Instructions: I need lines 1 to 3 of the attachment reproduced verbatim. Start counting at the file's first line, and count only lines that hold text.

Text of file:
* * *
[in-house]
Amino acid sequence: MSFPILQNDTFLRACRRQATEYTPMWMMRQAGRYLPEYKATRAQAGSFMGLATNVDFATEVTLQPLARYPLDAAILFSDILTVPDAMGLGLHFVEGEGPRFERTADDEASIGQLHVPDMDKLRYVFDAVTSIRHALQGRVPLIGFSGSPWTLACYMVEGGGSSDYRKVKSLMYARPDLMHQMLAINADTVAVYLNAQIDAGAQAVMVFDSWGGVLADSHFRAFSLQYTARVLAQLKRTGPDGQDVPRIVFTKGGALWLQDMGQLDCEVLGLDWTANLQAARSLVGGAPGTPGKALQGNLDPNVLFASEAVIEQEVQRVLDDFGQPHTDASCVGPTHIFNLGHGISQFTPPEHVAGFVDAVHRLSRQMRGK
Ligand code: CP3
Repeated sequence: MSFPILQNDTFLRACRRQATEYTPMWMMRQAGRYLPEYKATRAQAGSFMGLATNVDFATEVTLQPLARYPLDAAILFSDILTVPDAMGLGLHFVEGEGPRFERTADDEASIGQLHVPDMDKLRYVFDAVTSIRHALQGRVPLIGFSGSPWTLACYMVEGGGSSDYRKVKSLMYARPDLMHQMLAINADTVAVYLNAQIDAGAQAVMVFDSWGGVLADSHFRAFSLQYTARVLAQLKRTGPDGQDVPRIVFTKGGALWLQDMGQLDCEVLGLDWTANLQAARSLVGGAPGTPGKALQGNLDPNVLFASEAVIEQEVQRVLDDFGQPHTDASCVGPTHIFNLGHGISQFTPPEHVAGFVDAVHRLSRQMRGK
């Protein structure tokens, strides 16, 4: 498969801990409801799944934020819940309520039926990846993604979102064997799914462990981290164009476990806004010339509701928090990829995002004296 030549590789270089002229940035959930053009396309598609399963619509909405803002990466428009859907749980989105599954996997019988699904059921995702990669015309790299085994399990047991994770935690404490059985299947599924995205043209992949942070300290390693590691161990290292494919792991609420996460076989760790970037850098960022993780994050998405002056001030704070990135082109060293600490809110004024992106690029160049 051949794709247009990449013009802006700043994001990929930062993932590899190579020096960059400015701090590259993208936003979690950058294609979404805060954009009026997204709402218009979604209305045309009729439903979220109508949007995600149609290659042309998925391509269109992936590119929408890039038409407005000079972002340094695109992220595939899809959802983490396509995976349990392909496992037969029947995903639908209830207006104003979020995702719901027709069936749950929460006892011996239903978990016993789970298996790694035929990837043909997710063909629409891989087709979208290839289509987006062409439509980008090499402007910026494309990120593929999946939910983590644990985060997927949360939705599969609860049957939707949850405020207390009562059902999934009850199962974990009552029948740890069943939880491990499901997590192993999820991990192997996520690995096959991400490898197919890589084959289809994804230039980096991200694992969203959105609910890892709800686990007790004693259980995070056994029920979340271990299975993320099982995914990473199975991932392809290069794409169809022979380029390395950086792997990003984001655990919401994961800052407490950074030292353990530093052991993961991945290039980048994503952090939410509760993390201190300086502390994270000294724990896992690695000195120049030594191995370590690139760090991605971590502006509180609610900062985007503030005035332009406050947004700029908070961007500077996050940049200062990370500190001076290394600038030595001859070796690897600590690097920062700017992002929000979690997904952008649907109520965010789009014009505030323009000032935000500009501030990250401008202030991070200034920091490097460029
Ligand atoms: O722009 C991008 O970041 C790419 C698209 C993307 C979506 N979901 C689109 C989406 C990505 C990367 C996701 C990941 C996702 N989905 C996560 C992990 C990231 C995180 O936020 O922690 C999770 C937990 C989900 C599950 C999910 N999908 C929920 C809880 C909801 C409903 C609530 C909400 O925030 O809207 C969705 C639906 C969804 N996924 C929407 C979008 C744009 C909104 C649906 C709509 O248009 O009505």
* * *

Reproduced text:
[in-house]
Amino acid sequence: MSFPILQNDTFLRACRRQATEYTPMWMMRQAGRYLPEYKATRAQAGSFMGLATNVDFATEVTLQPLARYPLDAAILFSDILTVPDAMGLGLHFVEGEGPRFERTADDEASIGQLHVPDMDKLRYVFDAVTSIRHALQGRVPLIGFSGSPWTLACYMVEGGGSSDYRKVKSLMYARPDLMHQMLAINADTVAVYLNAQIDAGAQAVMVFDSWGGVLADSHFRAFSLQYTARVLAQLKRTGPDGQDVPRIVFTKGGALWLQDMGQLDCEVLGLDWTANLQAARSLVGGAPGTPGKALQGNLDPNVLFASEAVIEQEVQRVLDDFGQPHTDASCVGPTHIFNLGHGISQFTPPEHVAGFVDAVHRLSRQMRGK
Ligand code: CP3